The Memphis Grizzlies and Los Angeles Clippers face off in Game 7 Sunday. Here are five things to watch.
1. At Least You’ve Got Your Health, Or Not: It’s become a pretty big deal that Blake Griffin has a sore knee (no ligament damage known of at this time) and that Chris Paul has a hip flexor. The hip significantly bothered Paul at the end of Game 6, keeping him from being able to try and close the game. Lost in all of this is that Memphis has dealt with a sore knee for Tony Allen, their best perimeter defender, Zach Randolph is less than four weeks back from a ligament tear in his knee, and that it’s the playoffs. Everyone’s banged up. The Clippers aren’t going to get easy dunks at the basket, most times in these games. If they want to advance, they’re going to have to tough through it. This game may simply come down to attrition and who has anything left.
2. Painting Classes: Whoever wins inside wins the game. That’s pretty simple. If it’s Marc Gasol and Zach Randolph dropping the ball in with expert passing and a soft touch, Memphis advances. If it’s Blake Griffin and Reggie Evans (?!) and Kenyon Martin getting easy dunks on the pick and roll, the Clippers will go on. The battle inside has determined this series, with Memphis’ 3-1 comeback cued by their improved emphasis on getting the ball to their bigs.
3. Expect The Unexpected: Reggie Evans has been a huge swing in this series. His effort on free throw attempt rebounds and making the tough, scrappy plays has given the Clippers life. That Evans has manged to do this without consistently fouling out, turning the ball over, or completely and totally losing his man in rotations stands in stark contrast to his recent career. But this is the playoffs. Someone’s going to have to get unlikely contributions. The Grizzlies had a big momentum swing in Game 6 from Hamed Haddadi. Whoever gets someone to step up who you don’t see coming gets a big edge.
4. Controlling Whistles: This is a fierce, physical series. Both sides are getting hit, and both sides feel the officials aren’t being fair to them. The officials have tended to call more whistles on drives than in the post, and that’s a pattern that helps the Clippers. If contact is allowed on swipes and bodies and elbows inside, that helps the Clippers, because most of their action starts on the perimeter and goes in. Getting a handle on the zebras is key, and if there are adjustments that have to be made, make them.
5. One Shot At A Time: This game could come down to Chris Paul in isolation vs. Rudy Gay in isolation. If that happens, who do you think comes out on top? The Grizzlies have lived and died by late game situations in this series. They have to make sure it doesn’t come down to a Rudy Gay pull-up jumper.
Preeminent NBA reporter Adrian Wojnarowski called it “likely” LeBron James would sign with the Lakers or Clippers next summer. The Clippers have since been somewhat debunked as a LeBron destination. There’s circumstantial evidence linking LeBron to Los Angeles.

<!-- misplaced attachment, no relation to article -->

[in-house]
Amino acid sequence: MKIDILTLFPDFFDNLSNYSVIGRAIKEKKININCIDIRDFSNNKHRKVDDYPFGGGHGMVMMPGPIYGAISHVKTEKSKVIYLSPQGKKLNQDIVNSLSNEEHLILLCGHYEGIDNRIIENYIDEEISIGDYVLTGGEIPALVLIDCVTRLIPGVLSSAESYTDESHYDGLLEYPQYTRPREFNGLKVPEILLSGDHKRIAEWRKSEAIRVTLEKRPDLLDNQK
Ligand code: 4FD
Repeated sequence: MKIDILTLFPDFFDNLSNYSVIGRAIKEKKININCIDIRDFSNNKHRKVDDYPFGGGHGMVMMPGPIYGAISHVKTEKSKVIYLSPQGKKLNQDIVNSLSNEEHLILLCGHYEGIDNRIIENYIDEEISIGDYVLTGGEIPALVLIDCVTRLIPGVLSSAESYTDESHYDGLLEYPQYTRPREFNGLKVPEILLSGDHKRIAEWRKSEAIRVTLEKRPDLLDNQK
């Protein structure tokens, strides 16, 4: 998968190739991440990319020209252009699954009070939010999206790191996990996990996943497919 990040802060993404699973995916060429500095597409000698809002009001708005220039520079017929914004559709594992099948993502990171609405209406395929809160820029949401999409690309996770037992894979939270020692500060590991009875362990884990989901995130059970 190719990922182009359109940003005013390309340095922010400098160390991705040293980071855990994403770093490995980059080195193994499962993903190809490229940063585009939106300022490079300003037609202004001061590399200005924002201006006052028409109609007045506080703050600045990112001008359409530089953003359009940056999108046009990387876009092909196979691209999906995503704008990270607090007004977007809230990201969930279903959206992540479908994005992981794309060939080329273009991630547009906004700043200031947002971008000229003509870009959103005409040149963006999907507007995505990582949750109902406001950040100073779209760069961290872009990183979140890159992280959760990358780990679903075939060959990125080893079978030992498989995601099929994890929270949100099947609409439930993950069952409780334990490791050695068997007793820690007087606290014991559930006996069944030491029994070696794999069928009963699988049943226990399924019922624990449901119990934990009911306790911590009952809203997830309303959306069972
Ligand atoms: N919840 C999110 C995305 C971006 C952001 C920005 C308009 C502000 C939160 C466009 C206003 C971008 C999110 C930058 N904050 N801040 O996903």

Ramona Shelburne and Brian Windhorst of ESPN:
So imagining James’ last act coming in purple and gold isn’t without basis. But as of now, it’s also a longshot, according to league sources.
Shelburne and Windhorst are highly credible. I doubt they’d report this without connected sources.
LeBron’s agent, Rich Paul, and manager, Maverick Carter, have recently publicly downplayed the importance of Los Angeles to LeBron. That felt like a coordinated attack on the LeBron-Lakers rumors, and this fits as a continuation.
But why wage that campaign? To keep the Cavaliers focused while LeBron still plays for them, even if he might leave after the season? To lower expectations among the Lakers’ massive fan base, so as not alienate those people (potential customers of the many LeBron-connected brands) when LeBron inevitably signs elsewhere? Both could be true, but there’s obviously a difference between each driving LeBron’s camp.
When DeMarcus Cousins builds up a head of steam like this… poor John Henson (and kind of Khris Middleton).
This helped the Pelicans pull away for a 115-108 win over the Bucks last night.
During the Wizards’ win over the Grizzlies last night, Mario Chalmers tried to stop Jason Smith from shooting after Smith had been called for travelling. It’s a fairly common tactic, one pioneered by Kevin Garnett. Players don’t want their opponents to gain confidence by seeing the ball go through the net, even after play stops.
But Chalmers held onto Smith’s arm, and Smith took umbrage.
NBC Sports Washington:
I think it’s more likely, after halting Smith’s shot, Chalmers was trying to hold up Smith rather than yank him down. But I can’t know Chalmers’ intentions, and holding up a falling person by his arm isn’t very effective.
The double technical foul called seems about fair.
The NBA trade deadline got moved up this season to Feb. 8 so the league can avoid the spectacle of DeMarcus Cousins being traded during the All-Star Game and then doing an uncomfortable press interview afterward where he had to be told of the situation.
That means we are less than two months away from the trade deadline, and in this PBT Extra I look at the big names that could be on the market.
The Clippers seem likely to move DeAndre Jordan, the only questions are where and what will they get back? But three other teams have big decisions to make about their stars: Oklahoma City with Paul George, New Orleans with DeMarcus Cousins, and Memphis with Marc Gasol. Right now none of those guys are on the market, but that could change.